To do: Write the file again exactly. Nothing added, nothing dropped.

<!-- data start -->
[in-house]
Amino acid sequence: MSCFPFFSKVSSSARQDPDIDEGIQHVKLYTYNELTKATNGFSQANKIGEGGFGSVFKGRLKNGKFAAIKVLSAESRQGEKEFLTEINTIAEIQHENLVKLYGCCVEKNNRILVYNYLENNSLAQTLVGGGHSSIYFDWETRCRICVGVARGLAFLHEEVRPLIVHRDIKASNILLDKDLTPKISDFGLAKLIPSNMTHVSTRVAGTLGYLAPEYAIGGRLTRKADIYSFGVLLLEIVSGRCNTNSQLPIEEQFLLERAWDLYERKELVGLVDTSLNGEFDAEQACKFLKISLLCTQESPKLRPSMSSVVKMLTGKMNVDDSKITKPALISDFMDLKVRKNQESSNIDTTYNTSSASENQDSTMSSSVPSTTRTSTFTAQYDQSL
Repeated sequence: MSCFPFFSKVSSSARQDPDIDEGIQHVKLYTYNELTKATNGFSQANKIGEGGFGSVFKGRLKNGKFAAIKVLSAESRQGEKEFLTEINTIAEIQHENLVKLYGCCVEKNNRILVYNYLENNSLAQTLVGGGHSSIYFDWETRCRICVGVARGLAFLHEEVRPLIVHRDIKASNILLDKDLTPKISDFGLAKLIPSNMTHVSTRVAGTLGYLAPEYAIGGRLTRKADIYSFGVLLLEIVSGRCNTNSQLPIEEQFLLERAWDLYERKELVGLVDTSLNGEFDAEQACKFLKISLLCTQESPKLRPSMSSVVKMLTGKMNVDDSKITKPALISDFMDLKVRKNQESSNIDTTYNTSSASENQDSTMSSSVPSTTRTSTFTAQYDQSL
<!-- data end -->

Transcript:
[in-house]
Amino acid sequence: MSCFPFFSKVSSSARQDPDIDEGIQHVKLYTYNELTKATNGFSQANKIGEGGFGSVFKGRLKNGKFAAIKVLSAESRQGEKEFLTEINTIAEIQHENLVKLYGCCVEKNNRILVYNYLENNSLAQTLVGGGHSSIYFDWETRCRICVGVARGLAFLHEEVRPLIVHRDIKASNILLDKDLTPKISDFGLAKLIPSNMTHVSTRVAGTLGYLAPEYAIGGRLTRKADIYSFGVLLLEIVSGRCNTNSQLPIEEQFLLERAWDLYERKELVGLVDTSLNGEFDAEQACKFLKISLLCTQESPKLRPSMSSVVKMLTGKMNVDDSKITKPALISDFMDLKVRKNQESSNIDTTYNTSSASENQDSTMSSSVPSTTRTSTFTAQYDQSL
Repeated sequence: MSCFPFFSKVSSSARQDPDIDEGIQHVKLYTYNELTKATNGFSQANKIGEGGFGSVFKGRLKNGKFAAIKVLSAESRQGEKEFLTEINTIAEIQHENLVKLYGCCVEKNNRILVYNYLENNSLAQTLVGGGHSSIYFDWETRCRICVGVARGLAFLHEEVRPLIVHRDIKASNILLDKDLTPKISDFGLAKLIPSNMTHVSTRVAGTLGYLAPEYAIGGRLTRKADIYSFGVLLLEIVSGRCNTNSQLPIEEQFLLERAWDLYERKELVGLVDTSLNGEFDAEQACKFLKISLLCTQESPKLRPSMSSVVKMLTGKMNVDDSKITKPALISDFMDLKVRKNQESSNIDTTYNTSSASENQDSTMSSSVPSTTRTSTFTAQYDQSL